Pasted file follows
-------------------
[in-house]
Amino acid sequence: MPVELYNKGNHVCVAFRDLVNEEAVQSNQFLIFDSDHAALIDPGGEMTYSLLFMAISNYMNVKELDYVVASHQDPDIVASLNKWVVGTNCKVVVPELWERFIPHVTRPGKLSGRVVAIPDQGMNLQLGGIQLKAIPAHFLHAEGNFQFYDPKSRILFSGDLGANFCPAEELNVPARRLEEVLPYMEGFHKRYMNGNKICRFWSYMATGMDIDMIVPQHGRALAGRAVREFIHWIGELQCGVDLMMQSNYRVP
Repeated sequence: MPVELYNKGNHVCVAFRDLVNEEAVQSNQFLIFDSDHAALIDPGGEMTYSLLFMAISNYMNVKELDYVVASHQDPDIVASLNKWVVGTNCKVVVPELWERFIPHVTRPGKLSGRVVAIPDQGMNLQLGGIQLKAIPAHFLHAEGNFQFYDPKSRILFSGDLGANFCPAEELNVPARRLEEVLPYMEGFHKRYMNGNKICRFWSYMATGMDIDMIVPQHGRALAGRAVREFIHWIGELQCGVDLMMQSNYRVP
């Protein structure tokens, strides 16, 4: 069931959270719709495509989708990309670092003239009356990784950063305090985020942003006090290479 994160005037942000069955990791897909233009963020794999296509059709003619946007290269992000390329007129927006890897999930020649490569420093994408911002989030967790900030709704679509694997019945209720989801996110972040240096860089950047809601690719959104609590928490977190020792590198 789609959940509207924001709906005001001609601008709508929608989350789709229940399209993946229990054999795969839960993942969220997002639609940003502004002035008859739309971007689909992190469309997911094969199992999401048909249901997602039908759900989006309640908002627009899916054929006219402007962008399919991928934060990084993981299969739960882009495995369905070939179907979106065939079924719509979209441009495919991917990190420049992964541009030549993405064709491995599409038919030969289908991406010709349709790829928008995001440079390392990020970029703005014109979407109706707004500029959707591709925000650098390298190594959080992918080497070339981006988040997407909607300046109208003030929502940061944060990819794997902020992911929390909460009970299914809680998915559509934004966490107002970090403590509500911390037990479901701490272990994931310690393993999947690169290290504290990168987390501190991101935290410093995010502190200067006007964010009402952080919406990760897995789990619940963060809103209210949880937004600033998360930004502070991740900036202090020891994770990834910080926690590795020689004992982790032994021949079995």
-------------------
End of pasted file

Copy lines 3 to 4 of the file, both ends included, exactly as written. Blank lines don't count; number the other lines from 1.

Repeated sequence: MPVELYNKGNHVCVAFRDLVNEEAVQSNQFLIFDSDHAALIDPGGEMTYSLLFMAISNYMNVKELDYVVASHQDPDIVASLNKWVVGTNCKVVVPELWERFIPHVTRPGKLSGRVVAIPDQGMNLQLGGIQLKAIPAHFLHAEGNFQFYDPKSRILFSGDLGANFCPAEELNVPARRLEEVLPYMEGFHKRYMNGNKICRFWSYMATGMDIDMIVPQHGRALAGRAVREFIHWIGELQCGVDLMMQSNYRVP
């Protein structure tokens, strides 16, 4: 069931959270719709495509989708990309670092003239009356990784950063305090985020942003006090290479 994160005037942000069955990791897909233009963020794999296509059709003619946007290269992000390329007129927006890897999930020649490569420093994408911002989030967790900030709704679509694997019945209720989801996110972040240096860089950047809601690719959104609590928490977190020792590198 789609959940509207924001709906005001001609601008709508929608989350789709229940399209993946229990054999795969839960993942969220997002639609940003502004002035008859739309971007689909992190469309997911094969199992999401048909249901997602039908759900989006309640908002627009899916054929006219402007962008399919991928934060990084993981299969739960882009495995369905070939179907979106065939079924719509979209441009495919991917990190420049992964541009030549993405064709491995599409038919030969289908991406010709349709790829928008995001440079390392990020970029703005014109979407109706707004500029959707591709925000650098390298190594959080992918080497070339981006988040997407909607300046109208003030929502940061944060990819794997902020992911929390909460009970299914809680998915559509934004966490107002970090403590509500911390037990479901701490272990994931310690393993999947690169290290504290990168987390501190991101935290410093995010502190200067006007964010009402952080919406990760897995789990619940963060809103209210949880937004600033998360930004502070991740900036202090020891994770990834910080926690590795020689004992982790032994021949079995």